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Rent Remixed -The Reviews (bad to average)

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Rent Remixed -The Reviews (bad to average)#1
Posted: 10/16/07 at 9:33am
Gaurdian Newspaer (1 out of 5 stars)




Theatre
Rent


* Duke of York Theatre, London

Michael Billington
Tuesday October 16, 2007
The Guardian

Denise Van Outen in Rent
A nice girl trying to be raunchy ... Denise Van Outen. Photograph: Tristram Kenton


They call this "Rent Remixed". I'd dub it "Rent Reduced", in that the late Jonathan Larson's reworking of La Bohème, while never a great musical, has been turned into a grisly, synthetic, pseudo pop concert with no particular roots or identity. It may be significant that the director, William Baker, and the music supervisor, Steve Anderson, are described as "the celebrated creative team behind Kylie".

Originally seen off Broadway in 1996, Rent was the Hair of its day: a tribal musical that offered a hymn to the suffering young on New York's Lower East Side, with characters who vaguely echoed Puccini's originals. Roger was a musical wannabee in love with Mimi, a show-dancing, HIV-positive heroin-addict. Meanwhile his mate Mark, an aspiring movie-maker, had been dumped by Maureen for a lesbian partner. Tom, an anarchic computer-buff, fell for a frisky drag-queen, Angel, who also expired prematurely. It wasn't great, but the original had a rough workshop spontaneity and provided a touching anthem to doomed American youth.

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The plot and numbers have been retained in this new version but everything else has been senselessly jettisoned. The characters in Baker's updated version now inhabit a white-walled, perspex-screened, skeletal-doored world that shrieks Manhattan chic: if this is raffish Bohemian poverty, I wouldn't mind some of it. The songs, re-ochestrated for a four-piece orchestra, also never seem to stem from a precise social context, but become a series of discrete numbers. It is all as misguided as a recent attempt to yank Hair out of its 1960s world and treat it as a modern protest musical.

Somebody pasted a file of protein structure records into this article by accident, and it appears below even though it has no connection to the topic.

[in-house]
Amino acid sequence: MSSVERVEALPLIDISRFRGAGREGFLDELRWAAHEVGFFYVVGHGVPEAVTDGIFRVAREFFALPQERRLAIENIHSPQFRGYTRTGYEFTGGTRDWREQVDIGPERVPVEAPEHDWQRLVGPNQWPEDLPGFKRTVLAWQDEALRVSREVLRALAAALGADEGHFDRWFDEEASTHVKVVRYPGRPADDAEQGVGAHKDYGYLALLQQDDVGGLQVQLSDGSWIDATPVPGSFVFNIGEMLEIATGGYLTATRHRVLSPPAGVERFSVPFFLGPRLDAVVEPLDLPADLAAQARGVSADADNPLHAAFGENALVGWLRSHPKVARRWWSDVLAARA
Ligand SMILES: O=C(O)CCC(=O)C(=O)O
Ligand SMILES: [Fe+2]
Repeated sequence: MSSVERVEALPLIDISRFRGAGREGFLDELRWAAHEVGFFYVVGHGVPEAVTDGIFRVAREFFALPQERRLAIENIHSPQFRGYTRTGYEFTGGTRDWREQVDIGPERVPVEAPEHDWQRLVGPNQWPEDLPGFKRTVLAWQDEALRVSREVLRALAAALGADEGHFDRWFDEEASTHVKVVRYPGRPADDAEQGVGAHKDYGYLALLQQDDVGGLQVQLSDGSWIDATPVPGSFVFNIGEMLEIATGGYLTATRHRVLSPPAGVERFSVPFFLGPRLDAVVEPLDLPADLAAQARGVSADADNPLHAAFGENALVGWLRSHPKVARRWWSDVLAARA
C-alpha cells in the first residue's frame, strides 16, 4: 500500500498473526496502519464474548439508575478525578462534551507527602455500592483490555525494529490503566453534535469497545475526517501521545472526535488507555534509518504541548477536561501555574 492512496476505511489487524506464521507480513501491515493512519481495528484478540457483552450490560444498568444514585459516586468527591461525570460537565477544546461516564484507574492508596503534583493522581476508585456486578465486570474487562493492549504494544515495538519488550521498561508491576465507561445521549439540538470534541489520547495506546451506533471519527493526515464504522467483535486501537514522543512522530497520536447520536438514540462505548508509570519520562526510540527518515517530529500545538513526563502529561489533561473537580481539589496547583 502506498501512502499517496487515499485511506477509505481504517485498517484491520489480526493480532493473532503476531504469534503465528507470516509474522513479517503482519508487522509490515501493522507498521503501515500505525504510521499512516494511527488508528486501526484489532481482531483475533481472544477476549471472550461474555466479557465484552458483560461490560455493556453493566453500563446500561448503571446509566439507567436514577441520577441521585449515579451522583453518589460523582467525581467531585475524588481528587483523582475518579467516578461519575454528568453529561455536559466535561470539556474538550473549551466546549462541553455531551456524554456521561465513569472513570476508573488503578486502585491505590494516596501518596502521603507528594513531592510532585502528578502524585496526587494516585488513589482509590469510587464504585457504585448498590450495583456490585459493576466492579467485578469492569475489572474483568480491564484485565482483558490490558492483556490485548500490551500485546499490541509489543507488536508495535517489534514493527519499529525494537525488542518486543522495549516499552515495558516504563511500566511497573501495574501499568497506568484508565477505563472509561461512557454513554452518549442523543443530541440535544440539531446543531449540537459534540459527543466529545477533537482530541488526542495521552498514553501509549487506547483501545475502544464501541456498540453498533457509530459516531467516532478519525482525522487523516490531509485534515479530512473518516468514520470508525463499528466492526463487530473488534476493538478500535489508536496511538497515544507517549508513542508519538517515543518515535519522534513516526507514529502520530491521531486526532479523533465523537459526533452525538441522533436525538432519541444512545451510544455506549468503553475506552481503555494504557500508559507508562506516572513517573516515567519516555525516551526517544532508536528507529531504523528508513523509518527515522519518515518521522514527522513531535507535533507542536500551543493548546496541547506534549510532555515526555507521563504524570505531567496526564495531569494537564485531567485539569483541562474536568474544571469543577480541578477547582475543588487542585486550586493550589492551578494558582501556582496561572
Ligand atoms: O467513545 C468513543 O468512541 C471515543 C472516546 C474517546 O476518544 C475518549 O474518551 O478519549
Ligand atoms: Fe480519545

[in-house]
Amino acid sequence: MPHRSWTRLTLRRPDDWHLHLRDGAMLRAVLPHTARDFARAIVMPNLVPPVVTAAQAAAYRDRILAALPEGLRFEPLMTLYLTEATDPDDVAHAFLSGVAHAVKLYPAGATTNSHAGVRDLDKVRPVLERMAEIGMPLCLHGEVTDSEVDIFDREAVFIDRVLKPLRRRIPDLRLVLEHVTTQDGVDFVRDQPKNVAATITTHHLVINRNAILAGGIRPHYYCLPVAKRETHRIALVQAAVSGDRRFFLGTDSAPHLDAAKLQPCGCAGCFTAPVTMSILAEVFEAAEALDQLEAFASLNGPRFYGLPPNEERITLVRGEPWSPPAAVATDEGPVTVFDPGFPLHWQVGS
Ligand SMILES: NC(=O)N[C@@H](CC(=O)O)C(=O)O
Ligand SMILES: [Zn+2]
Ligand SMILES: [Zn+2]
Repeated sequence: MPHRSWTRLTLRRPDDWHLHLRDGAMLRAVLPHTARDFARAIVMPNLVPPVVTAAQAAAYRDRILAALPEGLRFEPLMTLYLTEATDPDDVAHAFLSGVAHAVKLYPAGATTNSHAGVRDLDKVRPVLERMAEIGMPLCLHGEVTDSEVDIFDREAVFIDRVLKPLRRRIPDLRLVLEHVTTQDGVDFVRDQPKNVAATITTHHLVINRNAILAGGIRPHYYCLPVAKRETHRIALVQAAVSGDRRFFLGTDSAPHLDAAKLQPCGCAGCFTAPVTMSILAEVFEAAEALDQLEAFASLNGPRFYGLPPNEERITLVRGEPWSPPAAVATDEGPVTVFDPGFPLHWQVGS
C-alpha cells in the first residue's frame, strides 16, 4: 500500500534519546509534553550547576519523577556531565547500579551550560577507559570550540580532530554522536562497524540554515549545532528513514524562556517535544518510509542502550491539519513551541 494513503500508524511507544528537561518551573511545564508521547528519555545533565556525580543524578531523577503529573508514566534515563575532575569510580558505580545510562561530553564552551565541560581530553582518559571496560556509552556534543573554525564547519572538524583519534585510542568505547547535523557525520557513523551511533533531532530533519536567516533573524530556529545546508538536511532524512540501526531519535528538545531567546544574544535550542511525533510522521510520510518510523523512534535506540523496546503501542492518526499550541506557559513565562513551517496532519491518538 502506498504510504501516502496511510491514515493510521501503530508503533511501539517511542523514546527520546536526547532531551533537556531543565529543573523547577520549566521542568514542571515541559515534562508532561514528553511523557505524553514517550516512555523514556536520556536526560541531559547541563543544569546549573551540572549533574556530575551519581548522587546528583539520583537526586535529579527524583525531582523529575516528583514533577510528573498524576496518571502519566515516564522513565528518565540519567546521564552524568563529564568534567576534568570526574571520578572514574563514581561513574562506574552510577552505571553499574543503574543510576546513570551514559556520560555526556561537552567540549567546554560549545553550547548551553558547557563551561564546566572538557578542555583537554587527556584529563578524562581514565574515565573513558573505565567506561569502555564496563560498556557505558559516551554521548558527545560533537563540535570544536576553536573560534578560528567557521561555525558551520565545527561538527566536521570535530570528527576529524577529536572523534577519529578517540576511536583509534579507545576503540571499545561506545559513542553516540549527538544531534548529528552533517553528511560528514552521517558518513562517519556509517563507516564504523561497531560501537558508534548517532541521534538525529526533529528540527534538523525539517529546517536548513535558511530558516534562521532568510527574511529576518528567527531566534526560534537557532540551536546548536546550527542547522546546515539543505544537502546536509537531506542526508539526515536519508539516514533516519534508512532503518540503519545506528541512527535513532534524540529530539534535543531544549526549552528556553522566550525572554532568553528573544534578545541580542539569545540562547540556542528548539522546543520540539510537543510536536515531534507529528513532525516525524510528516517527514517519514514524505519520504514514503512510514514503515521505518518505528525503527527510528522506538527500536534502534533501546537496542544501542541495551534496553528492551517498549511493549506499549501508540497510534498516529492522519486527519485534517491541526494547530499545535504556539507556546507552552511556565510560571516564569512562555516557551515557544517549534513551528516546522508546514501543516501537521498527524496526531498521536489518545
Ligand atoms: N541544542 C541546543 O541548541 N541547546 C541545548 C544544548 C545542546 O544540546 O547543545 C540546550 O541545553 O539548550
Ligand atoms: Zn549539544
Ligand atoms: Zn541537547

Even more dubiously, this production pays lip-service to the original's sincere attempt to depict a world in which Aids was all-pervasive. But, instead of focusing on Mimi's and Angel's condition, the show has a newsreel ticker-tape that catalogues some of the famous victims of Aids: Freddie Mercury, Derek Jarman, Kenny Everett and many more.

So what is one left with? Not much. Denise Van Outen, as the character who leads the protest against the eviction-process, struts her stuff like a parody Madonna, but I felt she was a nice girl trying to be raunchy. Siobhan Donaghy as Mimi also sings pleasantly and reveals a nifty pair of pins. Luke Evans and Oliver Thornton do what they can with the under-characterised Roger and Mark, and Jay Webb as the boyish drag-queen flounces appropriately. But the show is not so much a carbon-copy of the original as a reductive re-hash of a show that caught something of the flavour of 90s New York.


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The Times 3/5

Sam Marlowe at the Duke of York's

Jonathan Larson’s rock musical about arty young New Yorkers living and loving under the shadow of Aids opened off-Broadway in 1996. Inspired by Puccini’s La bohème, it acquired mythological status when Larson died just before opening night aged 35 of an aortic aneurysm. It went on to win many awards and is still playing on Broadway today.

In London it was a different story. Rent hit the West End in 1998 — and flopped, with British audiences and critics failing to respond to its blend of bombast and sentiment. Now it has been reimagined by William Baker, the creative brains behind Kylie Minogue’s transformation from soapstar to gay icon and pop princess, and director of her stage shows. If anyone can give Larson’s musical a hip replacement, it ought to be Baker, along with fellow Kylie collaborator, the musical supervisor Steve Anderson, and a sexy cast including Denise Van Outen and the former Sugababe Siobhan Donaghy.